pinch of sea salt & pepper
1/8 tsp of cinnamon
1/8 tsp paprika
1/8 tsp allspice
1/2 white onion, minced
olive oil to drizzle
In a food processor or mini chopper, pulse the mint and parsley until it is fine (but not paste).
Add the rest of the ingredients, adding in the cooled quinoa last.
Drizzle w/ lemon juice and olive oil, and season with sea salt & black pepper.
Monday, March 3, 2014
I whipped these up last night for an Oscar party.
I always have frozen shrimp in the freezer, and Trader Joe's Chili Corn Salsa on hand.
I ran out and bought a ripe avocado and some cilantro, put on a strapless red gown (NOT!), and 1,2,3, ready.
These were delicious and simple to make.
You can form the cakes in the a.m. and chill them up until ready for the frying pan.
Were you happy with last night's winners?
We saw just about every nominated film.
My picks were:
for Best Actor: Matthew McConaughey
Best Actress: Sandra Bullock
Best Picture: Nebraska, I loved it.
(I also loved Philomena, Blue Jasmine and Dallas Buyer's Club............hated August Osage County, cause the play was so much better........and American Hustle was a big borefest).
So there you have it.
Who says I'm opinionated?
Shrimp Cakes w/ Avocado Salsa: (adapted from Cooking Light) makes 12 cakes
1 lb. frozen shrimp, defrosted and tails removed
1/4 cup cilantro
1 tbsp fresh lime juice
1 garlic clove, minced
big handful of chopped scallions
1/2 red bell pepper, minced
1/2 cup of panko breadcrumbs
1/2 tsp salt & pepper
3 tbsp of mayo
dash or two of Tabasco sauce
Chop the shrimp very finely, or pulse a few times in a food processor.
Mix in the rest of the ingredients in a large bowl until well combined.
On a parchment paper lined baking sheet, form into 12 patties (I use a small ice cream scoop, them flatten).
For ideal consistency and guarantee no falling apart in the pan: freeze the cakes on the baking sheet for 1 hour (no more than that!). Otherwise, chill in the fridge for minimum 1 hour, you want your cakes nice and firm (yeah, I've been saying that for years!).
Fry the cakes in a heavy oiled skillet (canola or peanut oil is best), 3 minutes on each side.
Alternatively, if you want to save calories, you can bake these, instead of frying.
I baked the second batch directly on the baking sheet from the fridge to oven.
375F (I used my convection setting) for 9 minutes, flipping once after 5 minutes.
Top with this yummy Avocado Corn Salsa:
1 ripe avocado, peeled and diced
1/4 cup of defrosted corn (or Trader Joe's delicious chili corn salsa)
1/4 cup chopped fresh cilantro
3 tablespoons finely chopped red onion
2 tablespoons finely chopped seeded poblano pepper (optional)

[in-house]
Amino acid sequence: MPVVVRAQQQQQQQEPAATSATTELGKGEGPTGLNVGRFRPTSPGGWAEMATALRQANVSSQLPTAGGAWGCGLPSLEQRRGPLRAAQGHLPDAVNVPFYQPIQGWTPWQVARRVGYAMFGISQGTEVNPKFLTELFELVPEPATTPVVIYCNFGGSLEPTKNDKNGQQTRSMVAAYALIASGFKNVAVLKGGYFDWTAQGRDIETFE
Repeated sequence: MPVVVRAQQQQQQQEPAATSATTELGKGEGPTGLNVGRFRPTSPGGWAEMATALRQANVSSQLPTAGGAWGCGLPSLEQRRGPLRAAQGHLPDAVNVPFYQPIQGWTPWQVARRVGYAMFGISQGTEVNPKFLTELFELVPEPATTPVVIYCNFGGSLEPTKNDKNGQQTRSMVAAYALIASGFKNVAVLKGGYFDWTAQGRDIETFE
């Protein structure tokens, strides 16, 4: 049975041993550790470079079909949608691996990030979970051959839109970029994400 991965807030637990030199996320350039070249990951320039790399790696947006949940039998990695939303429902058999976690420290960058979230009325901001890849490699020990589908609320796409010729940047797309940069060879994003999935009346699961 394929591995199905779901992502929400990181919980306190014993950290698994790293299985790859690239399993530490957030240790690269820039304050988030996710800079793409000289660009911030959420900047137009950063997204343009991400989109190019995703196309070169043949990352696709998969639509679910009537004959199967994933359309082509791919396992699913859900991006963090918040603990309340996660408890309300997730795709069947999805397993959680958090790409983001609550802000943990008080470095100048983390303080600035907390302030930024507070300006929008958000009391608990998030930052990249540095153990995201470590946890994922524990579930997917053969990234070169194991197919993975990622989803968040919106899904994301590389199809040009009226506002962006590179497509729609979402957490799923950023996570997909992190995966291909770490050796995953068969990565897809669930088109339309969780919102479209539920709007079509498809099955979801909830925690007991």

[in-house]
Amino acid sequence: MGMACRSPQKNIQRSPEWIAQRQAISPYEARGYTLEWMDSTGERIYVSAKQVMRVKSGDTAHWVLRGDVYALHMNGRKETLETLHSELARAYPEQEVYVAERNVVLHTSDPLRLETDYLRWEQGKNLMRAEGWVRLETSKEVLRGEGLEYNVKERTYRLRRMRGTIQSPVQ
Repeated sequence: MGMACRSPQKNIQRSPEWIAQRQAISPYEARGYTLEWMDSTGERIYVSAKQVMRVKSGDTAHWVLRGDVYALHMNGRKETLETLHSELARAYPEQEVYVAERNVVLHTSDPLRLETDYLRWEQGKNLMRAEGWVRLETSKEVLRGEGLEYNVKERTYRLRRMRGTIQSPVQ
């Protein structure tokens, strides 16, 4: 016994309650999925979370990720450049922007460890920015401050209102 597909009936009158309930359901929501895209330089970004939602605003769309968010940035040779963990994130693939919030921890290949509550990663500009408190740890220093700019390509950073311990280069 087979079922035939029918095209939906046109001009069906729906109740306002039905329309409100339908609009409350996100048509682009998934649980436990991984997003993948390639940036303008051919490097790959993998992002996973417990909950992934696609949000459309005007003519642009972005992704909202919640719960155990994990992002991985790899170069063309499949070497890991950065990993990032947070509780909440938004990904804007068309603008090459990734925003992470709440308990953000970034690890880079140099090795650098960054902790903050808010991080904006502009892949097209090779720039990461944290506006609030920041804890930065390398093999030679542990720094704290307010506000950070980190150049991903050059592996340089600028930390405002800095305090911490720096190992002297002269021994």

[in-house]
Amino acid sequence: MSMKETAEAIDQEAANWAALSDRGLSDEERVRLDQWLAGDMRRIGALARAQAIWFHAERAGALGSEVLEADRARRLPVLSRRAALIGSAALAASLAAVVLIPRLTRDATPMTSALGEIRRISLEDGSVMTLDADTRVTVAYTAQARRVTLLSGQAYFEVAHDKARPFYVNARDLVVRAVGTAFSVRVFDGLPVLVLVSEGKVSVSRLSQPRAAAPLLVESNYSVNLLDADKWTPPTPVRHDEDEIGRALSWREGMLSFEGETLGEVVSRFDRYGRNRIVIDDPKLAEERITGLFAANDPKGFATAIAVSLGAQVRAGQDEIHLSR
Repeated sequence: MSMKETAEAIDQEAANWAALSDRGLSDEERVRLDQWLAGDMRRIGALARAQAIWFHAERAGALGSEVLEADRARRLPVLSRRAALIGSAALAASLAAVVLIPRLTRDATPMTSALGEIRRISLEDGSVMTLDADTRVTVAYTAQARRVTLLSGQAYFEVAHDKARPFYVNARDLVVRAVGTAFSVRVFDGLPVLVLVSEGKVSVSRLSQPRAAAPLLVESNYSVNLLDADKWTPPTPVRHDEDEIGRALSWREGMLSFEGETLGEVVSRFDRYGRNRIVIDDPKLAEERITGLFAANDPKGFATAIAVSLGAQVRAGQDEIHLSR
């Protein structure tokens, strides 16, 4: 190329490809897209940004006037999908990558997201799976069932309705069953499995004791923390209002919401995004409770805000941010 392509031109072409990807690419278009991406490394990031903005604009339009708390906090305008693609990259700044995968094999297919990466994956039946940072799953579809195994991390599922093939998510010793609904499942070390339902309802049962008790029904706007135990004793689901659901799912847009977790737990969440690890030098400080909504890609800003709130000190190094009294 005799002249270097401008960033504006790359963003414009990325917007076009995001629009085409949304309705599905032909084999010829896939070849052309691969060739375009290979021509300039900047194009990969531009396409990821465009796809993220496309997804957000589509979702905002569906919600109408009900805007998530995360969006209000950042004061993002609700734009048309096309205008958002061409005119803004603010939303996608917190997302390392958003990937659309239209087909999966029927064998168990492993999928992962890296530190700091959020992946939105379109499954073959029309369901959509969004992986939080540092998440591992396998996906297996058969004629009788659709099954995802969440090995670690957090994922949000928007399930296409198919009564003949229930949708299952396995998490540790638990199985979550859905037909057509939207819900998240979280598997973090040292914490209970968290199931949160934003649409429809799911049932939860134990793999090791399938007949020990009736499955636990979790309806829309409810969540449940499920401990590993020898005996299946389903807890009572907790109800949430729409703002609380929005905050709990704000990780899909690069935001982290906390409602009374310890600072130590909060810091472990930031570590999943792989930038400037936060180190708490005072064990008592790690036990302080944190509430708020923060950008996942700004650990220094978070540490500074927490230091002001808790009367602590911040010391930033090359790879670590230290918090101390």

1 tablespoon fresh lime juice
1/4 teaspoon sea salt
Mix all together and heap on top of the cooked shrimp cakes.
These were also delicious served on Tostitos w/ Lime (guilty pleasure).
and the envelope please.................
Delicious! I win!
Friday, February 28, 2014
Many years ago, when Danny Meyer's Maialino opened in Gramercy Park, I had a slice of cake for dessert that changed me forever.
That was the night I fell in love with olive oil cakes.
It was so rich, moist and fragrant with oranges, I had to have the recipe.
I asked the waiter to please ask the chef if she/he would be so kind as to share this recipe with me.
He came out with a napkin scribbled with the ingredients on it.
Thank you! Thank you!
I was so thrilled. However, when I got home and took the napkin out of my purse, I realized they forgot to include the measurements!!! (or did they???).
So it was just a shopping list for:
Flour, Sugar, Ligurian Olive Oil, Eggs, Grand Marnier, Milk Orange Juice and Zest, etc.
I was so disappointed, and I have been forever trying to replicate that cake since that night.
Well, wouldn't you know. Leave it to Food52 to get that recipe and print it for the world to see!
There was my little napkin with the same ingredients, only this time, I have the measurements! Woo hoo!
What Food52 doesn't tell you, (because the chef told me in confidence!), the reason this cake tastes so good is that they use Ligurian olive oil. So, you see, I am in the know and have one leg up on them.
Well, I was out of Ligurian oil (which I love in dressings), so used my Colavita, a Sicilian mild flavored oil.
The recipe seems to use a lot of oil (1 1/3 cups), so make sure you are using a mild tasting one.
The chef also specified "make sure you use Grand Marnier". If you don't have a bottle, then go to the liquor store and buy one of those mini airplane bottles, the recipe only calls for 1/4 cup.
I am going to write out the recipe from Food52, I made it exactly how it was written, but trust me, it was not right.
You know I am always honest with you, some would say "blunt".
Here was the verdict:
I was very disappointed.
I had my hopes set very high for this cake and the restaurant version is so much better!!! WHY???????
My cake was much too wet in the center, almost uncooked, which I hate, so I tried saving it by cutting a big disc out of the center and we ate small pieces around the sides, and turned it into a ring cake.
I took the little center cake and wrapped it in foil and baked it for 15 minutes more, and we had a mini cake.
Disaster almost avoided.
Perhaps 1 1/3 cups of oil is too much? I have made better cakes using much less olive oil. Here is one that will knock your socks off.
The recipe calls for baking the cake in a 9" pan with 2" sides. I think a 10" springform would be better, then maybe the cake would've cooked properly in the middle.
Not sure what went wrong here, I am a pro when it comes to baking olive oil cakes.
I still love this slice when I dine at Maialino, but I am not sure if this is my favorite home version.
Maialino's Olive Oil Cake: (adapted from Food52)
2 cups all-purpose flour
1 3/4 cup sugar
1 1/2 teaspoon kosher salt
1/2 teaspoon baking soda
1/2 teaspoon baking powder
1 1/3 cup extra-virgin olive oil (Ligurian or mild flavored one)
1 1/4 cup whole milk
3 large eggs
grated zest of 1 orange
1/4 cup fresh orange juice
1/4 cup Grand Marnier
(it sure seems like a lot of liquid, no?).
Heat the oven to 350°F.
Oil, butter, or spray a 9-inch springform cake pan that is at least 2" deep with cooking spray and line the bottom with parchment paper.
In a bowl, whisk the flour, sugar, salt, baking soda and powder. In another bowl, whisk the olive oil, milk, eggs, orange zest and juice and Grand Marnier.